New parameters have, however, been proposed to optimize OAT duration; among them, D-dimer assay and measurement of residual thrombosis on ultrasonography, so-called residual vein obstruction (RVO) were proposed to be effective in selecting patients with idiopathic DVT who may benefit from a prolonged anticoagulation [3, 4].

D-dimer levels were shown to have a high negative predictive value for recurrent VTE. So far only one randomized trial, the ROLONG study, has been performed to establish the role of Ddimer for assessing the risk of recurrence after a first episode of VTE.[6] On the other hand, RVO might impair venous flow, leading to stasis and activation of the coagulation cascade, or be a surrogate marker for a hypercoagulable state. Whereas some previously published studies have shown an association between RVO and recurrent VTE, others have not. It is unknown D-dimer could be a predictor of cardiovascular events and occult cancer in subjects with a first episode of idiopathic proximal deep vein thrombosis (DVT). [3], [6-8].

The aim of the present study was to assess the predictive value of D-dimer for recurrent VTE.


Methods


Study patients

Patients with a first episode of documented idiopathic proximal DVT were eligible for the study if they had completed at least 3 months of oral anticoagulant therapy (OAT) with reaching target INR (international normalized ratio) between 2.0 and 3.0.

Idiopathic DVT was defined as a thrombosis episode in apparently healthy individuals with the absence of pregnancy or puerperium, recent fracture or plaster casting of a leg, immobilization with confinement to bed for 3 consecutive days, active malignanmalignancy,known thrombophilic states, using precipitating drugs and surgery with general anesthesia lasting more than 30 minutes during the last three months.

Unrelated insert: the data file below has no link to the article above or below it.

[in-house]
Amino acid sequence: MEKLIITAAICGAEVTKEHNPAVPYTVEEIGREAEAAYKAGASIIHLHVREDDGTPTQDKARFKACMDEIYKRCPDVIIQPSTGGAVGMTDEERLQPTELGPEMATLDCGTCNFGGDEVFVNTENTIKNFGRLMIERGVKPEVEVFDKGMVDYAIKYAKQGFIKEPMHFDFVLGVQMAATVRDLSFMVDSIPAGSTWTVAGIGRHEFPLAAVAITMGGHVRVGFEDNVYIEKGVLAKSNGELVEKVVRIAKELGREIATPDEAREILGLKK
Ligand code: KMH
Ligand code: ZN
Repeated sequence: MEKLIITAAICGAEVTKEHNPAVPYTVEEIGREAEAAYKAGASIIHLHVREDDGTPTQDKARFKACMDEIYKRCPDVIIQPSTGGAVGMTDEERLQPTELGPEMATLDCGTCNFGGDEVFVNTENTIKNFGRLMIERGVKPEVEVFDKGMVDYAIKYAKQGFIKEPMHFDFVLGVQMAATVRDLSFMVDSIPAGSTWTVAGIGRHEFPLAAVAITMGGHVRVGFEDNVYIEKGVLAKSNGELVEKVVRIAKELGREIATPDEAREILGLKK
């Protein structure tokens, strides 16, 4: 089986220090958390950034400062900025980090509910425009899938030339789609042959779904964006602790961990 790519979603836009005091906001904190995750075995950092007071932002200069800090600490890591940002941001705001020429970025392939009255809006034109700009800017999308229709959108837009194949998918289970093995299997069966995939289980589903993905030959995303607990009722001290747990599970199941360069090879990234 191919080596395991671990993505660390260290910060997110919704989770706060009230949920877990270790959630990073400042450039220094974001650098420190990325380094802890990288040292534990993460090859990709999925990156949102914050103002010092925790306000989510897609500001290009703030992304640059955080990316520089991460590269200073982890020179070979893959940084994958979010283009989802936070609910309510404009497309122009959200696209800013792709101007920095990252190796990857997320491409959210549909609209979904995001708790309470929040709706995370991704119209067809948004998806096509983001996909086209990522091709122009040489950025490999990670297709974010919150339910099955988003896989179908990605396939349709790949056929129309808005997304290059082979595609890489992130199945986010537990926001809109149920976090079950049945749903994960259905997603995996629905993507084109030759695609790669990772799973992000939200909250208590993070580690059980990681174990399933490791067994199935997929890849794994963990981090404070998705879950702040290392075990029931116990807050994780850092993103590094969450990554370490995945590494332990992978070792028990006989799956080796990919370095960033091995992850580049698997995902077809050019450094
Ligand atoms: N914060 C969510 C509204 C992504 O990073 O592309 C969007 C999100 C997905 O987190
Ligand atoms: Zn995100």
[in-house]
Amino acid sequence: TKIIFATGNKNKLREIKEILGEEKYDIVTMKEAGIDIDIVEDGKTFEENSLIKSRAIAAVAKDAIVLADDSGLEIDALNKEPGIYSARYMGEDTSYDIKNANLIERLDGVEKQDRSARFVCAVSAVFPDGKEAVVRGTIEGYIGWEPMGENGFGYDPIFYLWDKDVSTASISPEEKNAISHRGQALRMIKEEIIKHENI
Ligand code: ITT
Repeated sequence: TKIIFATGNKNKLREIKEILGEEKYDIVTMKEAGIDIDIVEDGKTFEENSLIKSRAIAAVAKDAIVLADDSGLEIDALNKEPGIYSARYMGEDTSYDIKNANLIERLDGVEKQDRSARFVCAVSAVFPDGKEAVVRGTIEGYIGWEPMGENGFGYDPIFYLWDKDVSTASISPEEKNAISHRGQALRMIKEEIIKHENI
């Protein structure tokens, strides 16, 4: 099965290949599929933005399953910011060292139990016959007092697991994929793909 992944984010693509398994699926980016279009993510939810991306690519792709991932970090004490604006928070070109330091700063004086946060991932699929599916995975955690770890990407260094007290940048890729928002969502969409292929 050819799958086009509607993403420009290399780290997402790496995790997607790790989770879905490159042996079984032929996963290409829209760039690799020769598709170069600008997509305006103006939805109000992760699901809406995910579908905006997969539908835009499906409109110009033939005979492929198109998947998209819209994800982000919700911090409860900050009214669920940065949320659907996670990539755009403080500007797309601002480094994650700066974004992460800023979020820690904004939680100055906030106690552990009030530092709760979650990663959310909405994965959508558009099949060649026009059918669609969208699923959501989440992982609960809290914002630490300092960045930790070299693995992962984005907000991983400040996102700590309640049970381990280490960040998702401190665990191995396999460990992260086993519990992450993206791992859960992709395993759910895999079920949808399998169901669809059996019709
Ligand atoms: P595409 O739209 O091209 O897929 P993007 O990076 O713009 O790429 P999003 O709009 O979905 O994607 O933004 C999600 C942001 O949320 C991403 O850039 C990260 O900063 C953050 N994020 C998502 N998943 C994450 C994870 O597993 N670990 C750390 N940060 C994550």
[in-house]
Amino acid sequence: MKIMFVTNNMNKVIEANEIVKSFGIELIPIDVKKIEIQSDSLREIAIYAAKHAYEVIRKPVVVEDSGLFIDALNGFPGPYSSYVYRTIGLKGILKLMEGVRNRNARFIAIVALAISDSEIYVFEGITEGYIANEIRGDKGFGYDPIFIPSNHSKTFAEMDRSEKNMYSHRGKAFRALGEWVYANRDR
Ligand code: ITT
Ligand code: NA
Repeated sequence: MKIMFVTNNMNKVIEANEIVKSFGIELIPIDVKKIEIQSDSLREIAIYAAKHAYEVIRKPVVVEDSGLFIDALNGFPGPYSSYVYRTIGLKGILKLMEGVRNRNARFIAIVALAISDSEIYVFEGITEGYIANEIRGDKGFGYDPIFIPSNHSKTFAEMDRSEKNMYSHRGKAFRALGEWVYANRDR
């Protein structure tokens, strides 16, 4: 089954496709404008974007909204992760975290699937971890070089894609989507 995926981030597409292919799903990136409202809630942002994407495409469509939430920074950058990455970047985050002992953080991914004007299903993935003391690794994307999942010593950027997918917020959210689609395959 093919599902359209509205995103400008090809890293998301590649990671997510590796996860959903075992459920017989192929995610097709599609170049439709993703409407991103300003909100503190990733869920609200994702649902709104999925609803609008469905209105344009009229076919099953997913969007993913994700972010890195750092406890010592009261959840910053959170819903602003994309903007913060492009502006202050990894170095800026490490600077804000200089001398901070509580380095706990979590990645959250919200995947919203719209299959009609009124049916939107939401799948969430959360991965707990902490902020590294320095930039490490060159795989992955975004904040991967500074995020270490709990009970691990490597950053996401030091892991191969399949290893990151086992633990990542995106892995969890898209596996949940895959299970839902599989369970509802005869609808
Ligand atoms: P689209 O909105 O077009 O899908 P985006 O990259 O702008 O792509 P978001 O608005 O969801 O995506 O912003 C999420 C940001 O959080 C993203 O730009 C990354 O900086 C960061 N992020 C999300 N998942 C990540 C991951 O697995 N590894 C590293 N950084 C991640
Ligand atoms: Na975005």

Exclusion criteria were patients with secondarily DVT such as severe liver or renal insufficiency (glomerular filtration rate<30), antiphospholipid antibody syndrome, other known thrombophilic states (such as deficiencies of antithrombin and protein C and S, homozygous for FV Leiden or prothrombin gene (20210G_A) mutations, coexistence definite indications for cardiac or cerebral for using anticoagulation, limited life expectancy, or those who lived too far from the research center.

The duration of anticoagulation based on compression ultrasonography and d-dimer study was approved by our university research committee. All enrolled patients provided written informed consent.


Study design

This single center prospective study was conducted in patients with a first episode of symptomatic proximal DVT, detected by compression ultrasonography (CUS), and who received OAT for at least 3 months. Those who agreed to participate in the study underwent an examination to assess baseline clinical conditions and to exclude contraindications. Study enrollment started on September 2011 and ended on 30th June 2012. Follow-up was extended from 30th October 2011, to 21st August 2013. After enrollment, patients were re-evaluated at 1st, 6th and 12th months of their follow-up. (Fig. 1)


Fig1: